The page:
Days after Christmas - Part I - Traditional
- Category: Holidays and Special Occasions
What’s happening? If you had a traditional family Christmas at a Christmas decorated home you are surrounded by left over turkey and Christmas treats, candies, baked goods and candy canes. The house may be in a clutter of uproar with wrapping paper scattered under the tree, toys, scarves, books, puzzles, games, hats and gloves, art and technology strewed or in neat piles in the living room. You may be in a tidier situation where the wrapping paper got thrown out, the ribbons saved for another day, and food wrapped and placed nicely in the refrigerator and cabinets. Perhaps many of the presents are close to their new owners and out of sight.
Risks and Vulnerabilities in Lack of Structure Either way, the ordinary structure of a day is gone. The structure of Christmas day is gone. You have no routine, no ordinary expectation for how to function this day after Christmas. You and everyone else are tired and in mild shock. No one would notice or question you if you woke up and snacked on a chocolate Santa or sucked a candy cane or reached into the fridge for some stuffing to eat with your morning coffee. Please hold off and force yourself to make a nice normal breakfast.
Coping Well It’s understandable to feel anxious and at odds with yourself as you move about not really knowing what to do with yourself amid the disruption. Please go to a normal non holiday routine. Write in your journal. Do some breathing exercises or yoga poses. Take the dog for a walk. Throughout the day the other people around you will also be in shock. Yes, even if they don’t have an eating disorder, the aftermath of Christmas can leave so called normal people with an emotional hang over. Adults and children will likely be somewhat disoriented. And they are your environment. Please recognize that the disorientation around you can trigger your eating disorder. You can feel insecure, ill at ease, and unsure of where to focus your attention or energy. Please don’t act out. Hold on to your stability, however fragile. Give yourself reasonable and grounding tasks. Wherever you are, you will see signs of disruption that you can address. Pick up some clutter. Wash some dishes. Organize towels in a bathroom. Wipe down the stove. Pick up fallen ornaments. Bring in the paper. Set the table for everyone’s breakfast. And yes, take the dog for a walk.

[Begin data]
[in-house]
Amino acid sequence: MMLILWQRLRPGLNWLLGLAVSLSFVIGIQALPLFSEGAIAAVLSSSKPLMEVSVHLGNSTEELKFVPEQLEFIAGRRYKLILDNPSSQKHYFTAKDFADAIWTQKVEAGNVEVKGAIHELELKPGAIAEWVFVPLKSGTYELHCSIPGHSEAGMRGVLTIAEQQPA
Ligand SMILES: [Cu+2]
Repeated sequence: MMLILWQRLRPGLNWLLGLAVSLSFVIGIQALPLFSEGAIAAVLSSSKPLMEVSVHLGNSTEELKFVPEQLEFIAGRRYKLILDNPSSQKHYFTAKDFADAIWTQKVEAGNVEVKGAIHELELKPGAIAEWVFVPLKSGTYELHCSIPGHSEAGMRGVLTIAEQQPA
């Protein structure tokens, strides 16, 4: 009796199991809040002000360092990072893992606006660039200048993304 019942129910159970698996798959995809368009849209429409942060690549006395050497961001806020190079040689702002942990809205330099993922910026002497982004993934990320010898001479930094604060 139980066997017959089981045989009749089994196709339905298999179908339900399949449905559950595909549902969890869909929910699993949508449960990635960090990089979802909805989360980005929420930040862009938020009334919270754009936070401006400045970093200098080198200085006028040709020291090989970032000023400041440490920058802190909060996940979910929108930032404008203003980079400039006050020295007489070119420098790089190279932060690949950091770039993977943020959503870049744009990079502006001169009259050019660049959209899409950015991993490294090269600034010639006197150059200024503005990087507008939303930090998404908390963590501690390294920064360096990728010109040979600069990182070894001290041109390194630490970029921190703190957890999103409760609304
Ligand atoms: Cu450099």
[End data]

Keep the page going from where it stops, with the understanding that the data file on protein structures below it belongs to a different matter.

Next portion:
Benefits of Grounding Yourself These are simple but necessary ways to ground yourself in your own reality. This gives you the stability you need to move through the day well. You can even have opportunities to feel happy and playful with others. Eating gives you a task. Eating puts weight inside you that feels grounding. Eating numbs your anxiety. You can find other ways to help you get through the disequilibrium of the days after Christmas. You can use the challenges of each day to reinforce your eating disorder recovery.